On April 26, 2017, a Federal District Court in California dismissed a lawsuit filed by a plaintiff against Domino’s Pizza, LLC (“Domino’s”) (Robles v. Domino’s Pizza, LLC, see http://bit.ly/2s1hUJ7) on the basis that the U.S Department of Justice (“DOJ”) failed to issue specific website accessibility guidelines and therefore, the court held that the defendant, Domino’s, could not be held liable for a violation of the Americans with Disabilities Act, as amended in 2008 by the enactment of the Americans with Disabilities Act Amendments Act, (collectively, the “ADA”), when no such guidelines or specific rules exist.
The Americans With Disability Act
The ADA was enacted to protect the rights of persons with disabilities. The ADA’s general rule provides that “[n]o individual shall be discriminated against on the basis of disability in the full and equal enjoyment of the goods, services, facilities, privileges, advantages, or accommodations of any place of public accommodation by any person who owns, leases (or leases to), or operates a place of public accommodation.” The National Association of Realtors® (“NAR”) explains that the “…ADA specifically aims to end discrimination by private entities that operate a ‘place of public accommodation,’ and requires that any existing architectural and communication barriers be removed (where such removal is readily achievable and would not cause undue hardship to the entity) so that disabled persons are provided equal participation and benefits.” (See http://bit.ly/2r3Edcq). The “communication barriers” (like the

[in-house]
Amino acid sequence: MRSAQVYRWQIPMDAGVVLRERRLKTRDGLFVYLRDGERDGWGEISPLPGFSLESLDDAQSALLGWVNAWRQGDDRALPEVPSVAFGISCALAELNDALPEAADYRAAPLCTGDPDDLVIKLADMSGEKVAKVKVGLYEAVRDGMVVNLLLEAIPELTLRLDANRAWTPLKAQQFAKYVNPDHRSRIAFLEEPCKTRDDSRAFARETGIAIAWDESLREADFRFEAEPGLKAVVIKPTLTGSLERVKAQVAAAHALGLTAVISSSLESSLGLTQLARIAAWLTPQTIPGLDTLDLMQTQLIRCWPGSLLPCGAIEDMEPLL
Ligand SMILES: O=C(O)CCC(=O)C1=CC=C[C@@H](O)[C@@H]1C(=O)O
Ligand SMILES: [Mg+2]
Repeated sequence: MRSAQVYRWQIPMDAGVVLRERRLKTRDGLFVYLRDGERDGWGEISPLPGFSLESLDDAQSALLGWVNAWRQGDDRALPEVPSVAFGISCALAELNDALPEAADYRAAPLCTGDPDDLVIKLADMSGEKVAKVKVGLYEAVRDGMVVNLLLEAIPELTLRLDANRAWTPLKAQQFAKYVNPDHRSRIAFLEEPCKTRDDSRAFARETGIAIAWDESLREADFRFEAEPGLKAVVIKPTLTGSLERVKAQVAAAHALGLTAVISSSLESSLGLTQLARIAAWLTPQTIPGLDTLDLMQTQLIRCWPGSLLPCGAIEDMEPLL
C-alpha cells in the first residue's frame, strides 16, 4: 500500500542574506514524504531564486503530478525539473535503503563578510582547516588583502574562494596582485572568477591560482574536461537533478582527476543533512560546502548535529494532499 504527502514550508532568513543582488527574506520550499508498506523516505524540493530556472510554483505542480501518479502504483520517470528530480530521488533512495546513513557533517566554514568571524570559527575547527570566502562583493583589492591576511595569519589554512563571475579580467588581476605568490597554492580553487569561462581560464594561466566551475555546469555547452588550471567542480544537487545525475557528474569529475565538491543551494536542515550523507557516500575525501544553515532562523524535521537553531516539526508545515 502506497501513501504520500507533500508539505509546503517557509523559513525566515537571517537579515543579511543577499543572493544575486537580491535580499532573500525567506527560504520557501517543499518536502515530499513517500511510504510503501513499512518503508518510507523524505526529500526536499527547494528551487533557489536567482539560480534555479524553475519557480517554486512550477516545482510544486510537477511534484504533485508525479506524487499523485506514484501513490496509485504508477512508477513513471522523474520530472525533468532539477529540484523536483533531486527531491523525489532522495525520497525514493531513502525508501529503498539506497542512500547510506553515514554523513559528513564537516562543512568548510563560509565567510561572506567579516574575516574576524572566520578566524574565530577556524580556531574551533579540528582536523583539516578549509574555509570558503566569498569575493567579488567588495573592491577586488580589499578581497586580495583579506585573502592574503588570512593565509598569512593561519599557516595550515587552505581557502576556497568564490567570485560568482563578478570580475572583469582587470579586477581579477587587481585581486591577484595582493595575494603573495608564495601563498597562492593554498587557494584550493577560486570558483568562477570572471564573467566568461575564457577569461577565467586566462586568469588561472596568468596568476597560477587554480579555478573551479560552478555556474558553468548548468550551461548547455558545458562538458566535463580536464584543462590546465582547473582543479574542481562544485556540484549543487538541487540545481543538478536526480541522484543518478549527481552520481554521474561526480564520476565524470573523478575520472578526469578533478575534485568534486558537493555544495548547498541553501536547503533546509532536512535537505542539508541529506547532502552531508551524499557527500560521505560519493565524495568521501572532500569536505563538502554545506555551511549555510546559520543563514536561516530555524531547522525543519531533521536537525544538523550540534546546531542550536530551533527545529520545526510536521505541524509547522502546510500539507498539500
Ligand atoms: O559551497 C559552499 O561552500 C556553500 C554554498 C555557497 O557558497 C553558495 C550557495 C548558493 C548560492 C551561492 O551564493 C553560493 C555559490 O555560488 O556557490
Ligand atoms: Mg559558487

“architectural barriers”) must be removed by all entities that operate a website which is considered to be a “place of public accommodation” under the ADA.
Click here to read more.